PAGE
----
Furthest Right

An (Alternative) American Dream


A South African philosophy lecturer some years ago mentioned a psychiatric book describing how dreams become reality. It reminded me of an experience where, after a long day of work, I dreamed of dancing with a muscular girl, and one week later found myself doing exactly that, without having known her a week prior.

For this reason, Gregory Hood’s book Waking Up From The American Dream revitalized interest in the idea that dreams affect our future. It is difficult to find a credible explanation of the “American dream” so I reverted to the original poem apparently inscribed on the Statue of Liberty’s pedestal;


The New Colossus By Emma Lazarus

Not like the brazen giant of Greek fame.

With conquering limbs astride from land to land;

Here at our sea-washed, sunset gates shall stand

A mighty woman with a torch, whose flame

Is the imprisoned lightning, and her name

Mother of Exiles. From her beacon-hand

Glows world-wide welcome; her mild eyes command

The air-bridged harbor that twin cities frame.

“Keep, ancient lands, your storied pomp!” cries she

With silent lips. “Give me your tired, your poor,

Your huddled masses yearning to breathe free,

The wretched refuse of your teeming shore.

Send these, the homeless, tempest-tost to me,

I lift my lamp beside the golden door!”


The bit that caught my eye was this: “Keep, ancient lands, your storied pomp!”  It describes quite accurately the mindset difference between the “pomp” of the elites and the “huddled masses” where an open country as reflected by a woman (Mother Earth perhaps) invites the intrepid, but not the pompous. Clearly the dream was not only the venture, but also the escape (or “exit” in today’s language).

The escape has become the venture. That is the real American Dream: not to be constricted, but to be released. In fact, to be released into a world we can’t envisage from one that has become tedious and pointless. Hood wants us to realize not that the poetic version of the dream is wrong, but rather that it has become corrupted and now serves as the inversion of what it once meant.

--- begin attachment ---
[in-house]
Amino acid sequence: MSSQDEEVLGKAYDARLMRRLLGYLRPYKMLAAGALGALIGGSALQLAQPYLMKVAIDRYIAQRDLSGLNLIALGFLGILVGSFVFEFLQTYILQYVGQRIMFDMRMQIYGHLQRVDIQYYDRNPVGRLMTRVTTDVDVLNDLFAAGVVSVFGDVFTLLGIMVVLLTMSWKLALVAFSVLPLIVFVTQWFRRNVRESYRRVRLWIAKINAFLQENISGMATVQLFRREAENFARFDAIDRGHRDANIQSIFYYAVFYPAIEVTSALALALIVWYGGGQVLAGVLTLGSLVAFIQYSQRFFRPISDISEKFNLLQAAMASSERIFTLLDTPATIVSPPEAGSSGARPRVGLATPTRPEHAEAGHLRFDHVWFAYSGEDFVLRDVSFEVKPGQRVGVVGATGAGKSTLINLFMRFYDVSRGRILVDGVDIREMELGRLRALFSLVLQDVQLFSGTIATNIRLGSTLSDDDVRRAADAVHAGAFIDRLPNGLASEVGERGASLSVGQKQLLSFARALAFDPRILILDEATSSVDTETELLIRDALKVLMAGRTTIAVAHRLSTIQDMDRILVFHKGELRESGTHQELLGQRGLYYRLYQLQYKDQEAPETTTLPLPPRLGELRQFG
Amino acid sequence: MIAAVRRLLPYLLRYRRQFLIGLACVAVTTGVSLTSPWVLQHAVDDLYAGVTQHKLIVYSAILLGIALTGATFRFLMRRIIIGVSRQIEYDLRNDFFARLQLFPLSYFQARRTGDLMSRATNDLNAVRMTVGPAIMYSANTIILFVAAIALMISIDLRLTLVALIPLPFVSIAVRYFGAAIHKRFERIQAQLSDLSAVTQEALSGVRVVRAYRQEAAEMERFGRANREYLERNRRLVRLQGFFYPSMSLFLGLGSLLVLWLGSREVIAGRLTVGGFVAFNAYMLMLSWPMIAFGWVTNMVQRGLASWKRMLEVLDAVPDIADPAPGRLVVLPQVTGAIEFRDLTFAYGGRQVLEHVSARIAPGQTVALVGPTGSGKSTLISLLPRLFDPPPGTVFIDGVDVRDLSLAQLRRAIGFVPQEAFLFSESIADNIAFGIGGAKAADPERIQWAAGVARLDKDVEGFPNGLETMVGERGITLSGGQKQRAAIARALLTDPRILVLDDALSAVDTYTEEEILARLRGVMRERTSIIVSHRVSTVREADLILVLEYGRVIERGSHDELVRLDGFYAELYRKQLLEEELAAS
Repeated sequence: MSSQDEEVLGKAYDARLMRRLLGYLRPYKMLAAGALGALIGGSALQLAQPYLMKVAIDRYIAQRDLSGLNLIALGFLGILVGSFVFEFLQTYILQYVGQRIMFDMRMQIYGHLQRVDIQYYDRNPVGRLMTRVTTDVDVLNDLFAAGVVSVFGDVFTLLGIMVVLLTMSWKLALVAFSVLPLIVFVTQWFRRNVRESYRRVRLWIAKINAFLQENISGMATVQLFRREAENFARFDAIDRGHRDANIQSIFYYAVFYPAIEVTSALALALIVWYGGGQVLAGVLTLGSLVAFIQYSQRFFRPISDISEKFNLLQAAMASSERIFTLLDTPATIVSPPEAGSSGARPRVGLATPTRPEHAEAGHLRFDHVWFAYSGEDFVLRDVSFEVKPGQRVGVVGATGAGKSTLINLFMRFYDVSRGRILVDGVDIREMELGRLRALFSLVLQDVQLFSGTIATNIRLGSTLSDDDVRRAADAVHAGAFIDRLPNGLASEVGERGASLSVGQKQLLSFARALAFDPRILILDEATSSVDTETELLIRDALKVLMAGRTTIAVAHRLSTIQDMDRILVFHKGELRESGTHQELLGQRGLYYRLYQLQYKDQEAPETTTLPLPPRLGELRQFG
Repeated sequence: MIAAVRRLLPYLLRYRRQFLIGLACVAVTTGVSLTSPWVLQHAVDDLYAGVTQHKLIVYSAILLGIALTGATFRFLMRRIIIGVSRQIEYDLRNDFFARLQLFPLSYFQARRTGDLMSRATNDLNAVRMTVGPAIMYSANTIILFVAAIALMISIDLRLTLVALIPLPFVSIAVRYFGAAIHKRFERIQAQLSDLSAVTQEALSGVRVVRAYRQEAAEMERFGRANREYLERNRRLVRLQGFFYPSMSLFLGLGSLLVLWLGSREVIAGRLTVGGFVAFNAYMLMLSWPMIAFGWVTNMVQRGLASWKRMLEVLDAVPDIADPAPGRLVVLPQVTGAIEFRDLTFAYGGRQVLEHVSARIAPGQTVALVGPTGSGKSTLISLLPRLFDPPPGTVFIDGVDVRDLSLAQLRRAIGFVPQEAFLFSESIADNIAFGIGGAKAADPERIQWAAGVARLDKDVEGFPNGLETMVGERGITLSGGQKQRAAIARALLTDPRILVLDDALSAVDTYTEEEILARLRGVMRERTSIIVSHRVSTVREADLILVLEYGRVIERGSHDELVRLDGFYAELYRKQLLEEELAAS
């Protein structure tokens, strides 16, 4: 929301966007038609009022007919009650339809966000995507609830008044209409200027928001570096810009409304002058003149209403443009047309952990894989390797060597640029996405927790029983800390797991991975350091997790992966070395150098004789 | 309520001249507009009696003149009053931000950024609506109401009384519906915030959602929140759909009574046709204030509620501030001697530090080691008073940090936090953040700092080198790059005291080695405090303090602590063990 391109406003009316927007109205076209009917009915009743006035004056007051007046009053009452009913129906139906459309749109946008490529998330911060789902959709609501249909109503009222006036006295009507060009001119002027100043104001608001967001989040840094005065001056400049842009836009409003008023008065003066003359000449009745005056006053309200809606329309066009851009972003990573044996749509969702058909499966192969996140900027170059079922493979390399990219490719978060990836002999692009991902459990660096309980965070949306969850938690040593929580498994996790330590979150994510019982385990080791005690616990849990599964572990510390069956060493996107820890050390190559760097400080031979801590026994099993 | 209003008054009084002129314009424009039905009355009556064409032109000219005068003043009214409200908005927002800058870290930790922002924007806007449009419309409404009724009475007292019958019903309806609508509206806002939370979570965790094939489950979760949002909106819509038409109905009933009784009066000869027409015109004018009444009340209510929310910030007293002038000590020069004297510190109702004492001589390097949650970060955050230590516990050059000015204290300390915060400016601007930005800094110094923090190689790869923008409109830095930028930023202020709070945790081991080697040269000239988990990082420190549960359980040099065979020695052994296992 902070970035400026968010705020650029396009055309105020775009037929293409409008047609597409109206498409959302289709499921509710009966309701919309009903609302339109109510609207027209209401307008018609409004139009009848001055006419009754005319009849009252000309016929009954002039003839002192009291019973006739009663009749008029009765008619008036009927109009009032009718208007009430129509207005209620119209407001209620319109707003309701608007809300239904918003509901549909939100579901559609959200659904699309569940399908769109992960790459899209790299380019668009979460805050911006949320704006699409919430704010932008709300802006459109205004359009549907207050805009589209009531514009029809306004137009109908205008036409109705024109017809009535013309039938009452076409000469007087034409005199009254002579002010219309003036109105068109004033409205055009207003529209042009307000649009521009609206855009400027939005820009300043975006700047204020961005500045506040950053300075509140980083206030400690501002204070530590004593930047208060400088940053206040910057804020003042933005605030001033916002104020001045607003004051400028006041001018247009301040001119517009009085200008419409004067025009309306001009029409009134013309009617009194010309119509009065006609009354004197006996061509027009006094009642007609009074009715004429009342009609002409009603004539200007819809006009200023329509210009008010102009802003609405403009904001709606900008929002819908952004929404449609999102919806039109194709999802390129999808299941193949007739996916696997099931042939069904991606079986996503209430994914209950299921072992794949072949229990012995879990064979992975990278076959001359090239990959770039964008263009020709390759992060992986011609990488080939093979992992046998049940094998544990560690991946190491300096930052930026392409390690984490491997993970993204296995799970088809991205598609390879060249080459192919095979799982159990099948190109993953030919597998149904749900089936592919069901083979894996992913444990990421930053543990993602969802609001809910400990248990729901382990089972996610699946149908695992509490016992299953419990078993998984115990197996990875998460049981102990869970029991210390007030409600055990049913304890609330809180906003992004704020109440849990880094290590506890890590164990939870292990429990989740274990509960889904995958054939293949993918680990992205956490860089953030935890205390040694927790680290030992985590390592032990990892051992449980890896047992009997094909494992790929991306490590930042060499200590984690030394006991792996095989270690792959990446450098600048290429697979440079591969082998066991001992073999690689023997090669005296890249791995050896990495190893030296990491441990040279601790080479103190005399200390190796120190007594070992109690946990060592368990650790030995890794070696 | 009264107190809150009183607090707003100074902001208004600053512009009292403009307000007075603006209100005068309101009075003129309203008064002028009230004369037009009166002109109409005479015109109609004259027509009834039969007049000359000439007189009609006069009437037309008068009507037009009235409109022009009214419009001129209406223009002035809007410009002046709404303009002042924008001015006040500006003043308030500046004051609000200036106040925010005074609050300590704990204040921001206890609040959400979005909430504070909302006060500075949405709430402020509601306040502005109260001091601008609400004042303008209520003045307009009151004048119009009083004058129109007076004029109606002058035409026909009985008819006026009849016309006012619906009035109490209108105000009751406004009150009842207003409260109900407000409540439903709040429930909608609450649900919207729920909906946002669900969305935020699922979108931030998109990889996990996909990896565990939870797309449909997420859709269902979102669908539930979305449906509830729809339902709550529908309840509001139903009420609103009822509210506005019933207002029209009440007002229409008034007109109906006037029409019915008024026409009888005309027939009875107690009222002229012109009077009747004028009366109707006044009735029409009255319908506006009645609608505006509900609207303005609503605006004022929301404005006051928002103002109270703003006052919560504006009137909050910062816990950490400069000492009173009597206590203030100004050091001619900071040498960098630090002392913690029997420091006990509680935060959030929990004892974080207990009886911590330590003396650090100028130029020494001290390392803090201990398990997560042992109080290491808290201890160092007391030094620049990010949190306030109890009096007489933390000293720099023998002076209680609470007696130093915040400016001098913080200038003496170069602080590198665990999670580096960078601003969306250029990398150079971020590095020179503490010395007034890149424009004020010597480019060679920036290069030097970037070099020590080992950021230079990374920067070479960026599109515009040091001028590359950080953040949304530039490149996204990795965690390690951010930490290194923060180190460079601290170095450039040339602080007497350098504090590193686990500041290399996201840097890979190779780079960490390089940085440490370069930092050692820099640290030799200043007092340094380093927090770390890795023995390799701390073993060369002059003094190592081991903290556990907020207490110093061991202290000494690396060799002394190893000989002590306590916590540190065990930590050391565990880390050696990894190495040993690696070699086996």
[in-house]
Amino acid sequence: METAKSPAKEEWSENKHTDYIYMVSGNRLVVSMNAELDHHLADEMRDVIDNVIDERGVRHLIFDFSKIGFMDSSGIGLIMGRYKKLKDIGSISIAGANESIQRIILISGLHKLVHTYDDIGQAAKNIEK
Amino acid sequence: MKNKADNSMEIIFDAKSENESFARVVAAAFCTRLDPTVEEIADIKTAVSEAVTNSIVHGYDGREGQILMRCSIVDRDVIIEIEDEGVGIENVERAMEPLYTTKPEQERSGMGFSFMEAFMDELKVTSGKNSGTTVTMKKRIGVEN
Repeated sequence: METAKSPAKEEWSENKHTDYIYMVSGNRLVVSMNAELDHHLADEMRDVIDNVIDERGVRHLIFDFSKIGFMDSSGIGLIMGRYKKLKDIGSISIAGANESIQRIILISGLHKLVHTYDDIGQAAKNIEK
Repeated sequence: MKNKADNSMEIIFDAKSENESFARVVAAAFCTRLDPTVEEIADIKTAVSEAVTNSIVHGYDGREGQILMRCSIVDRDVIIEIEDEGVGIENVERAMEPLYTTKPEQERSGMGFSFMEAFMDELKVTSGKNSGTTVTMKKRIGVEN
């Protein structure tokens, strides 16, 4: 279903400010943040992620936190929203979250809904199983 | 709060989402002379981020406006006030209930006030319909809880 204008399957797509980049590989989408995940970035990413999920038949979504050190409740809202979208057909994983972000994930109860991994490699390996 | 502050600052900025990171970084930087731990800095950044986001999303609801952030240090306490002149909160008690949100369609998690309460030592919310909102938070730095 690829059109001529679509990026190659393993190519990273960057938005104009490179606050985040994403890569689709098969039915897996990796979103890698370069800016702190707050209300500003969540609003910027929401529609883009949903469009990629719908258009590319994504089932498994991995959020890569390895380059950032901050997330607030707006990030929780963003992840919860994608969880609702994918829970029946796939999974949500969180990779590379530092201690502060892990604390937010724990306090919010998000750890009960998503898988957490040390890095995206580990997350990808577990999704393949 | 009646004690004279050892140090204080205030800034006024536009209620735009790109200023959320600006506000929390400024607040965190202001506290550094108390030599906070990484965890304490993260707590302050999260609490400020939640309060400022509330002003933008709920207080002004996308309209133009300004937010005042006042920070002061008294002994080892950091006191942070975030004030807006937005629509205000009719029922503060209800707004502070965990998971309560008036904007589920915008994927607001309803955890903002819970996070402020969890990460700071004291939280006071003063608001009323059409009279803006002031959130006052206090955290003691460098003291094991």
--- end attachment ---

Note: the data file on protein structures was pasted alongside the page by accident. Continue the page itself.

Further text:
The world is filled up in 2016, but people still require to be released because the pompous constrictor is still tightening its muscles. However, the “huddled masses” cannot escape to an empty New World, so they escape back to an “empty” Old World (same constrictor though).  The difference between the huddled masses then and now is civilization. The first huddle mass were barely civilized, while the second is entirely not. Also civilization has grown exponentially since the last mass “exodus” (pun intended). The new huddled masses are not intrepid and humble; they are dependent and arrogant because they think their superiority lies in their penises rather than brains. In fact, they don’t even know what property rights are, which means they are effectively uncivilized.  (Think how dangerous that is for rural town councils/cities in America).

However, civility requires that we should start a new pursuit (as opposed to the pursuit of happiness), perhaps called the “pursuit of civility” or “civilization.”  Since civilization is an unnatural state (it’s also unnatural for all humans to be civil with all other humans due to stress factors alone), humans should make haste in pursuing their “organizational” happiness and not just their own individual (selfish) happiness. They should not dream about being pompous heroes, they should dream of civilization and its enemies. Heroes are those epitomizing the upward spiral while enemies are those causing the downward spiral. The pursuit of happiness necessarily extends beyond the self.

Returning to the above –- “to be released into a world we can’t envisage” — may I point out that the part of “released into a world” is actually wrong? It should rather be “released into a civilization”. The second part of “we can’t envisage” will then indicate a desire to improve civilization, being the opportunity we can’t envisage (yet).

This unknown visualization of reality will ignite our minds to create solutions emerging as dreams that may just one day come true in a natural world. While it is natural to dream, it is incumbent on humans to keep it as natural as possible too. We can’t therefor dream of an unnatural liberalized politics-of-fear diverse world, because we already have that.

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